The authors quantified the relationship between simultaneous prism and cover test (SPCT) and alternate prism and cover test (APCT) alignment in patients with measures at the same visit after surgery for exotropia. This was a retrospective study of 955 patients having surgery for exotropia; 274 had both measurements at distance and 319 had both measurements at near at two to six months follow-up. Two hundred and thirty had both measurements at both distances. Of the included patients, median age was 10.6 years for the distance measurement group and 9.5 years for the near measurement group. SPCT and APCT were strongly correlated but significantly different. A positive linear correlation was found for near and distance with a mean difference between measurements of 5.6±5.6PD for near and 4.4±4.7PD for distance. Seventy-six percent had SPCT of 0 at distance and 81% at near. A significant difference between measurements at distance was associated with intermittent versus non-intermittent exotropia, age at the time of surgery as a continuous variable, pattern of deviation, larger preoperative angle, presence of preoperative fusion, surgery without medial rectus resection, postoperative exotropia versus esotropia and postoperative fusion. Significance at near was associated with amblyopia / sensory vision loss, larger preoperative angle, preoperative fusion, surgery without medial rectus resection and postoperative exotropia versus esotropia.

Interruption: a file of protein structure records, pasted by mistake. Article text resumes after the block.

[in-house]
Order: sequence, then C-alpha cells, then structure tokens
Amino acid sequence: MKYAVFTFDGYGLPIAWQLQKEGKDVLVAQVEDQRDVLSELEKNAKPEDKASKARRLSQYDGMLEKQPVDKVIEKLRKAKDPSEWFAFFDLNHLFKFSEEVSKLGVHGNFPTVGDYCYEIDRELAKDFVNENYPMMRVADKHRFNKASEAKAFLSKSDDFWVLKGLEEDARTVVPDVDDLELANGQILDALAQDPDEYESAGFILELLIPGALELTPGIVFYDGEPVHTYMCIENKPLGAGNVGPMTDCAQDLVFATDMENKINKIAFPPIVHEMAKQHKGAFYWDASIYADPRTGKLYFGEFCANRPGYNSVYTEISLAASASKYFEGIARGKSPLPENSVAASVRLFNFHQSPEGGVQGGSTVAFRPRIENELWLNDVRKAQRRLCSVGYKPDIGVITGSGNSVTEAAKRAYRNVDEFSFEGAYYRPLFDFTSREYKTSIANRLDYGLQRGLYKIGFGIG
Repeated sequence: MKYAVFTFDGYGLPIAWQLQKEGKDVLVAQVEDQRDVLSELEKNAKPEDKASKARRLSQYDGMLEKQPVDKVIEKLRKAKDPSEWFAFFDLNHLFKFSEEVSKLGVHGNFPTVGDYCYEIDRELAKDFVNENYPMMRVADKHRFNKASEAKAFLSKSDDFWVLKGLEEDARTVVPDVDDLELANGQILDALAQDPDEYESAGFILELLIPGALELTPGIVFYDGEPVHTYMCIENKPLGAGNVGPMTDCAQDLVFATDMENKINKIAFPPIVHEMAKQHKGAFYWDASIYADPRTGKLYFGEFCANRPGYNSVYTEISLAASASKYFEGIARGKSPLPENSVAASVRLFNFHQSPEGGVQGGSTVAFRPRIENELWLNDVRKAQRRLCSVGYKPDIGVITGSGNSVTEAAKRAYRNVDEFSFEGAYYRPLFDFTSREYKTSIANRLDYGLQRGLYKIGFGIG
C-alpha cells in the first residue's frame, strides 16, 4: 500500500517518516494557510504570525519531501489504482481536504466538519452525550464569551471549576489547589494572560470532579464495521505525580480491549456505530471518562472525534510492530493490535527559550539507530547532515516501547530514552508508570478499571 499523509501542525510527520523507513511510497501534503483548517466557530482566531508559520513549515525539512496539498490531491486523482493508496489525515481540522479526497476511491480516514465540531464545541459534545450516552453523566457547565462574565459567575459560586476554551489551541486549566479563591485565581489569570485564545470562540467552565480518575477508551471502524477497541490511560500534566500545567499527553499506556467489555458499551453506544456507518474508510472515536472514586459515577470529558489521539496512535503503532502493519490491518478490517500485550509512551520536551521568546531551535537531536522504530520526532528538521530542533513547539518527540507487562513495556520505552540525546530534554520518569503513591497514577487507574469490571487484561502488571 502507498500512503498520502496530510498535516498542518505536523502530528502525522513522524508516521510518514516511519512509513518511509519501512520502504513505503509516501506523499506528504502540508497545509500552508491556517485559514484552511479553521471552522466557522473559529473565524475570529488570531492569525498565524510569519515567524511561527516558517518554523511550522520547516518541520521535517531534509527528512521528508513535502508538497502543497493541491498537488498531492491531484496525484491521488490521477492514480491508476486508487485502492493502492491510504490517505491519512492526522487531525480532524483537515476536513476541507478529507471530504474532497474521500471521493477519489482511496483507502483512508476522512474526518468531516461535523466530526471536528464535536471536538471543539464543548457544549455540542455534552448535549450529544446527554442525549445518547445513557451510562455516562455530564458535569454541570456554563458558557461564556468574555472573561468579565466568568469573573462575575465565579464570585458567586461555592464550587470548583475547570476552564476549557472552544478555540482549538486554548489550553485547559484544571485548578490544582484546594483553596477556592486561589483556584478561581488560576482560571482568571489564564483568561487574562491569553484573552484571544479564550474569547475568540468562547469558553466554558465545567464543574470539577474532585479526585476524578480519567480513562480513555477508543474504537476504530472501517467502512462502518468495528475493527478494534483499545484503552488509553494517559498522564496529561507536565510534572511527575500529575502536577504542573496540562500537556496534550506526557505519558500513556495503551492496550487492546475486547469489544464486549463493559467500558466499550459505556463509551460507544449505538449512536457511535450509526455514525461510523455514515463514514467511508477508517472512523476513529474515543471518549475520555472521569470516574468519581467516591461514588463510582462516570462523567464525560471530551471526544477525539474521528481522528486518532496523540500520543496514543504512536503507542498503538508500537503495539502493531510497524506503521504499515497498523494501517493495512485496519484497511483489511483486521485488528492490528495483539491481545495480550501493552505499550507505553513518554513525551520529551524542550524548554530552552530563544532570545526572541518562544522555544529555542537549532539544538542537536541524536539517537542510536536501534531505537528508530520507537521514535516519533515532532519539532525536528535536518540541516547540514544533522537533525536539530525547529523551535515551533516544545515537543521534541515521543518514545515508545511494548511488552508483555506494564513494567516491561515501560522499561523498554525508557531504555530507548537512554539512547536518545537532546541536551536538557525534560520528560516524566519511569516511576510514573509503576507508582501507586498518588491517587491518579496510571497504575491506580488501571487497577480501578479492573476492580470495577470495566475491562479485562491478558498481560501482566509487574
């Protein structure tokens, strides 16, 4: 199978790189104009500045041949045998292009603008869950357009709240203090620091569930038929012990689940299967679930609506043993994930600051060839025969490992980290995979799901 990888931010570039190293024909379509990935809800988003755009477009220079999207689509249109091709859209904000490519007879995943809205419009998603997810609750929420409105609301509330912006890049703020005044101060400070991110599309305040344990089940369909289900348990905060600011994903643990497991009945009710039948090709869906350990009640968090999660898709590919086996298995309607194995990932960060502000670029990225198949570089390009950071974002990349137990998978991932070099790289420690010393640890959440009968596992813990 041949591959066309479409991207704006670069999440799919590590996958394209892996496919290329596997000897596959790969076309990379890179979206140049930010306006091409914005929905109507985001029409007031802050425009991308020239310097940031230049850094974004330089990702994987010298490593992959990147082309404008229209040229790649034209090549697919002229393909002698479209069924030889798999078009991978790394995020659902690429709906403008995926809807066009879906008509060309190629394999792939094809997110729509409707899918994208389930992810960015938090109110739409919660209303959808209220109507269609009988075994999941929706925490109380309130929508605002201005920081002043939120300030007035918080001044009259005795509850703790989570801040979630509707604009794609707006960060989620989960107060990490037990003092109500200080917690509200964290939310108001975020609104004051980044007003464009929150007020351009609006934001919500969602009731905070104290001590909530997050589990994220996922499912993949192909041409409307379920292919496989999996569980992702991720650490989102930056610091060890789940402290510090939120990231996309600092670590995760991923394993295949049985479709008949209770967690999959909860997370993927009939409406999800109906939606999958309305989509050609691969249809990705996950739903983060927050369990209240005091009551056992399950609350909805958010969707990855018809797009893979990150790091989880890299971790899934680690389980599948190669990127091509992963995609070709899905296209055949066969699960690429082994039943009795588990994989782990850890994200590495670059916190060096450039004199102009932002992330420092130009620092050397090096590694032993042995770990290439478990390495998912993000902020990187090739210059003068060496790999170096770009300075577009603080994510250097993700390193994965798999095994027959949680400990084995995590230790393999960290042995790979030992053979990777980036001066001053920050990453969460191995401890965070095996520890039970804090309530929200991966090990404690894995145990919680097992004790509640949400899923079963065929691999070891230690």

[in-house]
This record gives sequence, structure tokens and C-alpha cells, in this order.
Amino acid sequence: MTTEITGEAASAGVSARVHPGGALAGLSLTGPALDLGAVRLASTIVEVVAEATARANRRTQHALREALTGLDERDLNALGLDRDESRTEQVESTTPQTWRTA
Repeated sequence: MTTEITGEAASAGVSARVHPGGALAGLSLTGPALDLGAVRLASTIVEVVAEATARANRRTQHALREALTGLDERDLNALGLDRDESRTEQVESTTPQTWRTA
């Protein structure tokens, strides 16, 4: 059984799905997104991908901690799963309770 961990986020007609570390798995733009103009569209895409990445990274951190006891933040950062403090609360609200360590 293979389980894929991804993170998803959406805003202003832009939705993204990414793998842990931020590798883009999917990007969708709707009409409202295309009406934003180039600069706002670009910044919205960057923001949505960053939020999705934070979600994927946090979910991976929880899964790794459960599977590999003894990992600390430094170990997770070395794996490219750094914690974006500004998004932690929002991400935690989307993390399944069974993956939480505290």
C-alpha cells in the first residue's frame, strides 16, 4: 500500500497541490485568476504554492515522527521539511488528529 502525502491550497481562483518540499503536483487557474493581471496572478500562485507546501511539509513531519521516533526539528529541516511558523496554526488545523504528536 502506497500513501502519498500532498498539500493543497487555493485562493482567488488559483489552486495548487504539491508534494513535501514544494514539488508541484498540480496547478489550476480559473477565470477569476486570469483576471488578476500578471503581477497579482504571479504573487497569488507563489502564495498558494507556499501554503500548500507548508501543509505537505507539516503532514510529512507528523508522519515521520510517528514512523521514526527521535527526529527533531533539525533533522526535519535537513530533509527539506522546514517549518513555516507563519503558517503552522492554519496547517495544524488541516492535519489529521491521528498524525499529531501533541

Patient characteristics and surgical approach impacting simultaneous to alternate PCT disparity after exotropia surgery: a quantitative look at the differences in motor outcomes.
Kemp PS, Chang YH, Melvin P, Dagi LR.
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Fiona Rowe (Prof)

Institute of Population Health, University of Liverpool, UK.

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